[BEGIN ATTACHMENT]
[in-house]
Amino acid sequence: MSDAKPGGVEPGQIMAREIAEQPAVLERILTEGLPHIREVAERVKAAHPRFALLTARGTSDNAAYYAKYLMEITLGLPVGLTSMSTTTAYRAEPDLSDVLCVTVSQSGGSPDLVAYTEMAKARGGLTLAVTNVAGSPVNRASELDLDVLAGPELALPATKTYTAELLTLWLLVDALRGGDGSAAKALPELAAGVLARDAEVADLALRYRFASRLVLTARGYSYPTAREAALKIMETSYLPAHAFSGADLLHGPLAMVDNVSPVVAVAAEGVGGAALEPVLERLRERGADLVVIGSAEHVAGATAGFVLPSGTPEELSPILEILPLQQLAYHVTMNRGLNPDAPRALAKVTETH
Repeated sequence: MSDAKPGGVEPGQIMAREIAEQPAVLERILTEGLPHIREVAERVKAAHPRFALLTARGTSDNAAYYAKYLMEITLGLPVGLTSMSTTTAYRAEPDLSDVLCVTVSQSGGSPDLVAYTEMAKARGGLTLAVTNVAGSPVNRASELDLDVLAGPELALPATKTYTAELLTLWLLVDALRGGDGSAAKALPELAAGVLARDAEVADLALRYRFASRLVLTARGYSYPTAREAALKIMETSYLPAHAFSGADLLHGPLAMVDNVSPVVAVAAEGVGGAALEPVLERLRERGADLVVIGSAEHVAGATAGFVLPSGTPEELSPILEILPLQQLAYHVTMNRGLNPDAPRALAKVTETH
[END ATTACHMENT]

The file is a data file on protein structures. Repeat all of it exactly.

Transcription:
[in-house]
Amino acid sequence: MSDAKPGGVEPGQIMAREIAEQPAVLERILTEGLPHIREVAERVKAAHPRFALLTARGTSDNAAYYAKYLMEITLGLPVGLTSMSTTTAYRAEPDLSDVLCVTVSQSGGSPDLVAYTEMAKARGGLTLAVTNVAGSPVNRASELDLDVLAGPELALPATKTYTAELLTLWLLVDALRGGDGSAAKALPELAAGVLARDAEVADLALRYRFASRLVLTARGYSYPTAREAALKIMETSYLPAHAFSGADLLHGPLAMVDNVSPVVAVAAEGVGGAALEPVLERLRERGADLVVIGSAEHVAGATAGFVLPSGTPEELSPILEILPLQQLAYHVTMNRGLNPDAPRALAKVTETH
Repeated sequence: MSDAKPGGVEPGQIMAREIAEQPAVLERILTEGLPHIREVAERVKAAHPRFALLTARGTSDNAAYYAKYLMEITLGLPVGLTSMSTTTAYRAEPDLSDVLCVTVSQSGGSPDLVAYTEMAKARGGLTLAVTNVAGSPVNRASELDLDVLAGPELALPATKTYTAELLTLWLLVDALRGGDGSAAKALPELAAGVLARDAEVADLALRYRFASRLVLTARGYSYPTAREAALKIMETSYLPAHAFSGADLLHGPLAMVDNVSPVVAVAAEGVGGAALEPVLERLRERGADLVVIGSAEHVAGATAGFVLPSGTPEELSPILEILPLQQLAYHVTMNRGLNPDAPRALAKVTETH